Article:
An overarching spiritual theme runs through the film. Pagan gods like Athena and Zeus were important to the Odyssey’s storyline because they were important to Greek culture and viewed in a positive light. O Brother portrays Christianity and the atheism of Ulysses to speak to a modern, American audience. In the Odyssey, people revere the gods of Greece. Menelaos was referred to as “the king whom Zeus loved.”[4] The gods have respect for Odysseus and “all the gods pitied him [Odysseus].”[5] There is a relationship between the gods and man in the myth, sometimes tempestuous with Poseidon and often protective, like Athena. However, the Coen Brothers illustrate a decidedly different, very 21st century view on religion. Ulysses, portraying the Odysseus character, and Big Dan Teague, playing the Cyclops monster, show nothing but disregard for God and religion. In fact, Big Dan is an abuser of religion, mockingly profiting from Bible sales. In Ulysses’s modern view, belief in God is for ignorant, uneducated people.

Early on in O Brother, Ulysses, Pete, and Delmar are sitting at camp in an old graveyard when they hear gospel music sung by a Baptist congregation. The crowd, dressed in white clothing, slowly walks around the three men on their way to the river for baptism while singing the gospel hymn “Down to the River to Pray,” seemingly unaware of the convicts who sit at their fire. Pete and Delmar are swept up in the emotion of the moment, feeling that Christian forgiveness and redemption surrounds them. Ulysses is unmoved as he watches the baptism of each member of the congregation and comments, “Well, I guess hard times flush the chumps. Everybody’s lookin’ for answers.”[6] It is the Great Depression after all, and many of these people have nothing left but their faith. Delmar and Pete are mesmerized by the beautiful siren-call hymn that beckons them to go to the river for baptism. Delmar emerges from the river, declaring himself redeemed and his sins forgiven as he yells to Ulysses, “Heaven everlasting is my reward!”[7]  Pete runs forward for baptism as well. But the steadfastly atheist Ulysses remains on the shore. The important point to note is that Pete and Delmar, who readily participate in the Christian ceremony without hesitation, are portrayed as the ignorant and easily swayed men in the trio. Ulysses, hero and the brains behind the journey, is cast as the intelligent man who sneers at religion. When Pete tells him that he should have joined them, Ulysses snorts, “Joining you two ignorant fools in a ridiculous superstition? Thank you, anyway! Baptism. You two are dumber than a bag of hammers. Well, I guess you’re just my cross to bear.”[8] The so-called ignorant, freshly faithful Pete and Delmar are a burden for the intelligent, admirable Ulysses.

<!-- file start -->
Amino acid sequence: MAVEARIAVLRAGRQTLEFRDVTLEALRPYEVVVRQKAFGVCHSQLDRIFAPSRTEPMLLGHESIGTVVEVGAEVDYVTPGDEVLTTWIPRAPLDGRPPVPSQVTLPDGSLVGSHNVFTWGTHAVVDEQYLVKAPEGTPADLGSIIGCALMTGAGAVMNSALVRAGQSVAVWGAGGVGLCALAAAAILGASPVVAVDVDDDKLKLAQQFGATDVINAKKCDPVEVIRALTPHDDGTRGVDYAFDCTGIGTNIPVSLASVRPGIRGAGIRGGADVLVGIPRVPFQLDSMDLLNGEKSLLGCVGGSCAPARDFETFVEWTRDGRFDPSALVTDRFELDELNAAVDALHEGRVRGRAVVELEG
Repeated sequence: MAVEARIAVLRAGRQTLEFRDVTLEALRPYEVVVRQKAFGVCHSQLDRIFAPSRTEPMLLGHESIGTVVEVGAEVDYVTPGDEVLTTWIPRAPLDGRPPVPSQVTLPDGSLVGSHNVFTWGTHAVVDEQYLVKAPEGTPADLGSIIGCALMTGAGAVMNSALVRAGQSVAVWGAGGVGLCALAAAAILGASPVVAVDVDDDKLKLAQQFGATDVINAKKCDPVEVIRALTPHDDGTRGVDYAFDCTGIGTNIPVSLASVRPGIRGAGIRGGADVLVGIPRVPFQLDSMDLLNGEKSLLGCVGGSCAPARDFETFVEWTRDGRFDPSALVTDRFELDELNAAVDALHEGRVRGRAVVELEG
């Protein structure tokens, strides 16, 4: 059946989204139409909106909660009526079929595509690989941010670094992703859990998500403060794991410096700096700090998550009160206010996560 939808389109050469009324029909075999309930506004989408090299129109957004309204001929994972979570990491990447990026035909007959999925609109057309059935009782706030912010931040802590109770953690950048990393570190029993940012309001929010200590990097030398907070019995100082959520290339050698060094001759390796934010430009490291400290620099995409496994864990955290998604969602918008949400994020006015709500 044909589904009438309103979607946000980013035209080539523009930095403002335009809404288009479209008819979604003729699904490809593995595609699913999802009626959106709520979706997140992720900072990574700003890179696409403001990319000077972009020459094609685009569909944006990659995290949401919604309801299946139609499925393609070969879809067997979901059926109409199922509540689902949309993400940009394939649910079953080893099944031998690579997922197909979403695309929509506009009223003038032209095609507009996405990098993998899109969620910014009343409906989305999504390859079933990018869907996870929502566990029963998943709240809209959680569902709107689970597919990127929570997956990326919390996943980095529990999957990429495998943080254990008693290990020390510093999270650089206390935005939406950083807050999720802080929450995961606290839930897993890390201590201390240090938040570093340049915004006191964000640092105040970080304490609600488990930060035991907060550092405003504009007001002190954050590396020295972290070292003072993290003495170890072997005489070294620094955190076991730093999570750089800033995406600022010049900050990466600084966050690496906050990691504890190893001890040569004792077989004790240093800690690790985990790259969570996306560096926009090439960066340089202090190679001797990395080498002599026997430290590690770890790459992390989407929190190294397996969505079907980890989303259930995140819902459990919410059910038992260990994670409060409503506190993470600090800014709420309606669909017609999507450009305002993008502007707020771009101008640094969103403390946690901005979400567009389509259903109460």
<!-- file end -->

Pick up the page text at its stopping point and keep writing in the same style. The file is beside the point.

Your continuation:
Ulysses, always the logical one, is purely irritated by this interruption. He has no time for religion, relying on logic for all of his purposes. But in a contradicting comment, he had just told Pete, “It’s a fool who looks for logic in the chambers of the human heart.”[9] Odysseus’s heart drives him to Penelope, but Ulysses uses logic and resourcefulness, like the Greeks, to get home. However, resourcefulness cloaks his amorality. By the end of the film, the proud Ulysses is faced with hanging by the Hades-symbol lawman who finally caught up with him. He drops to his knees, prays, and is miraculously saved by the flood. Baptism by total immersion! However, he pops up out of the water and denies that God had anything to do with his rescue. Life is random chance and religion is nothing more than a convenient conjuring in a perilous event.